Postby The Red Heifer » 03 Apr 2017, 00:30

can't wait til you get to the Emo Prog and the Coheed & Cambria review comes in!
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Re: Penk's Prog Odyssey: Porcupine Tree

Postby trans-chigley express » 03 Apr 2017, 05:49

pcqgod wrote: I remember reading reviews of some of his earlier work described as more psychedelic, but I haven't bothered to investigate to date.


Yes his earlier stuff is definitely more psychedelic and Floydish. My gateway album was the second one Up The Downstair and have followed him ever since so I've become accustomed to his gradual shift in style and have warmed to all of it to varying degrees. I'm not sure what I would make of In Absentia if that was my first PT album to be honest as it does include a lot of things I don't normally like (the muscular heavy riffing in particular) but because it's Steven Wilson I more readily accept it and spend time with it as ultimately I know his stuff will win me over far more often than not.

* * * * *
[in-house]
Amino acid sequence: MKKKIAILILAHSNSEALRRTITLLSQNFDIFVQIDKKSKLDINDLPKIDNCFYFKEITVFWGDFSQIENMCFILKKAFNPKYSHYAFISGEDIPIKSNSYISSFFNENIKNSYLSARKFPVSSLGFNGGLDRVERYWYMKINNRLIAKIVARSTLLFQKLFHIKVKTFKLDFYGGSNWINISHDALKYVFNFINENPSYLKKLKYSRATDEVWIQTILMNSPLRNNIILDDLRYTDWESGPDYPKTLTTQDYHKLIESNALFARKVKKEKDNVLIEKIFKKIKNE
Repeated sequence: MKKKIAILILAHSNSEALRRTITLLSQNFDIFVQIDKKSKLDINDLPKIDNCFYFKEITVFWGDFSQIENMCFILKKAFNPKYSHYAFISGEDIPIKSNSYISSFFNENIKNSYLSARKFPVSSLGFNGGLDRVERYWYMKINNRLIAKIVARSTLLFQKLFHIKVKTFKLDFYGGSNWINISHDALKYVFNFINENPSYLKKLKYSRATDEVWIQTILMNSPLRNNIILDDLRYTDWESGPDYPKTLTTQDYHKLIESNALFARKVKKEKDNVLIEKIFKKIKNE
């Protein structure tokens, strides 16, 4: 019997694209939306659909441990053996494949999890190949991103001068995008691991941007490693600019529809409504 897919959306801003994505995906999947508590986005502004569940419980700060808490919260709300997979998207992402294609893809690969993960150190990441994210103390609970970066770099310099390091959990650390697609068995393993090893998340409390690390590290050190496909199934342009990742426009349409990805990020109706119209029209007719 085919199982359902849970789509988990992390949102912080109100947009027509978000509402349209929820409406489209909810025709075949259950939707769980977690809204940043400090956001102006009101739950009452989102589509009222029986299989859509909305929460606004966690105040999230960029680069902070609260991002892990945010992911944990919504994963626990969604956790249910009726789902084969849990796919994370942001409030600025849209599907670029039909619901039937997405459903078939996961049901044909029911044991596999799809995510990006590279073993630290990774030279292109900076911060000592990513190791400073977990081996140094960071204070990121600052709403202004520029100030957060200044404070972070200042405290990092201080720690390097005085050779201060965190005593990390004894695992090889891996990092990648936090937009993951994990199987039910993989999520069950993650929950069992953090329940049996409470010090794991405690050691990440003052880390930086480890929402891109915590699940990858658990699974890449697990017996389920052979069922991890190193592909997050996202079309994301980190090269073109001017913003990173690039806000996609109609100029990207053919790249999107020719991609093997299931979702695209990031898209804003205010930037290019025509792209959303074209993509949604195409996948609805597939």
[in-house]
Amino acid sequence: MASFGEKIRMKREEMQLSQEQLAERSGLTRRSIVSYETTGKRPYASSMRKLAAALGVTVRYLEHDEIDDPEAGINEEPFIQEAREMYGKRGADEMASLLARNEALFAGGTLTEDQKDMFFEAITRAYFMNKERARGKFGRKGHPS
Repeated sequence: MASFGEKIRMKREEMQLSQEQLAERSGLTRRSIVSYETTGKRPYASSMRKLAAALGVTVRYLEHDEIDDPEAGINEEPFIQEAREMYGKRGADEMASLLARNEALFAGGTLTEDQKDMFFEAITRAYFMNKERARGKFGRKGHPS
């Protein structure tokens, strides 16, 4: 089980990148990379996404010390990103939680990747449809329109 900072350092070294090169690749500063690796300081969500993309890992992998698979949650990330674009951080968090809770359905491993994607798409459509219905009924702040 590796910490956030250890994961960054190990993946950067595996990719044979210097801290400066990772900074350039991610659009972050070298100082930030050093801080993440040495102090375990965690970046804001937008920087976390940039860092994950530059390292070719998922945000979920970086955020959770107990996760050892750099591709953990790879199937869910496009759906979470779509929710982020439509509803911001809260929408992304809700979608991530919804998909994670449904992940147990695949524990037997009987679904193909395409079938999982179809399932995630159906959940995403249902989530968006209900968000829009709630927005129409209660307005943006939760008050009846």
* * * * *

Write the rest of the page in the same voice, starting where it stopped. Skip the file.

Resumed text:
I also like the rest of the band's playing particularly drummer Gavin Harrison and Keyboardist Richard Barbieri

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Re: Penk's Prog Odyssey: Porcupine Tree

Postby algroth » 03 Apr 2017, 06:23

I find it interesting that Richard Barbieri would finish with Porcupine Tree. I like his work with Japan and Sylvian quite a bit.